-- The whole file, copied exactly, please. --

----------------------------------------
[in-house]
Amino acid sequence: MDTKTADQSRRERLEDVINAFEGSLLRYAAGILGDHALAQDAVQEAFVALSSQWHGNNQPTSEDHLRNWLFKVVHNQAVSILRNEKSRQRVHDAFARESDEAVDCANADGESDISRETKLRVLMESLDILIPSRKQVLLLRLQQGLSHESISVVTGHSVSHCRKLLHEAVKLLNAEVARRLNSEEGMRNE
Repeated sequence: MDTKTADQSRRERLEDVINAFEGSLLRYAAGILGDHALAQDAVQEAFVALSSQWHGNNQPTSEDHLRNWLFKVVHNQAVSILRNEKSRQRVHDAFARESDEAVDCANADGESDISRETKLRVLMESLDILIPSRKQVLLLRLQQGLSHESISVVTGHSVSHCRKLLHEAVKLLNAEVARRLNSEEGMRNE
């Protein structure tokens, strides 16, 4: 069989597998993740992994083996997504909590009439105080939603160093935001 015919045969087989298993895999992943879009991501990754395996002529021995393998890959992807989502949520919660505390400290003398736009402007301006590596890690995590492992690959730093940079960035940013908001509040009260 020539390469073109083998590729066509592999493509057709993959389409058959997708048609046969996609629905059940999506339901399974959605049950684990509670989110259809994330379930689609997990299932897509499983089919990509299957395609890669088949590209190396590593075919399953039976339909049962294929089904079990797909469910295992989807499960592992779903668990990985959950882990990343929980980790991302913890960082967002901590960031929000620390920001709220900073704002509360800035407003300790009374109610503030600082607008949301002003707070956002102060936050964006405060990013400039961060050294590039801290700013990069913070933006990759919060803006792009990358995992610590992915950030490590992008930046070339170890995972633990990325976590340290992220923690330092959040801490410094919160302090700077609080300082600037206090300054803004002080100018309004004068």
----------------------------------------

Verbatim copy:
[in-house]
Amino acid sequence: MDTKTADQSRRERLEDVINAFEGSLLRYAAGILGDHALAQDAVQEAFVALSSQWHGNNQPTSEDHLRNWLFKVVHNQAVSILRNEKSRQRVHDAFARESDEAVDCANADGESDISRETKLRVLMESLDILIPSRKQVLLLRLQQGLSHESISVVTGHSVSHCRKLLHEAVKLLNAEVARRLNSEEGMRNE
Repeated sequence: MDTKTADQSRRERLEDVINAFEGSLLRYAAGILGDHALAQDAVQEAFVALSSQWHGNNQPTSEDHLRNWLFKVVHNQAVSILRNEKSRQRVHDAFARESDEAVDCANADGESDISRETKLRVLMESLDILIPSRKQVLLLRLQQGLSHESISVVTGHSVSHCRKLLHEAVKLLNAEVARRLNSEEGMRNE
């Protein structure tokens, strides 16, 4: 069989597998993740992994083996997504909590009439105080939603160093935001 015919045969087989298993895999992943879009991501990754395996002529021995393998890959992807989502949520919660505390400290003398736009402007301006590596890690995590492992690959730093940079960035940013908001509040009260 020539390469073109083998590729066509592999493509057709993959389409058959997708048609046969996609629905059940999506339901399974959605049950684990509670989110259809994330379930689609997990299932897509499983089919990509299957395609890669088949590209190396590593075919399953039976339909049962294929089904079990797909469910295992989807499960592992779903668990990985959950882990990343929980980790991302913890960082967002901590960031929000620390920001709220900073704002509360800035407003300790009374109610503030600082607008949301002003707070956002102060936050964006405060990013400039961060050294590039801290700013990069913070933006990759919060803006792009990358995992610590992915950030490590992008930046070339170890995972633990990325976590340290992220923690330092959040801490410094919160302090700077609080300082600037206090300054803004002080100018309004004068």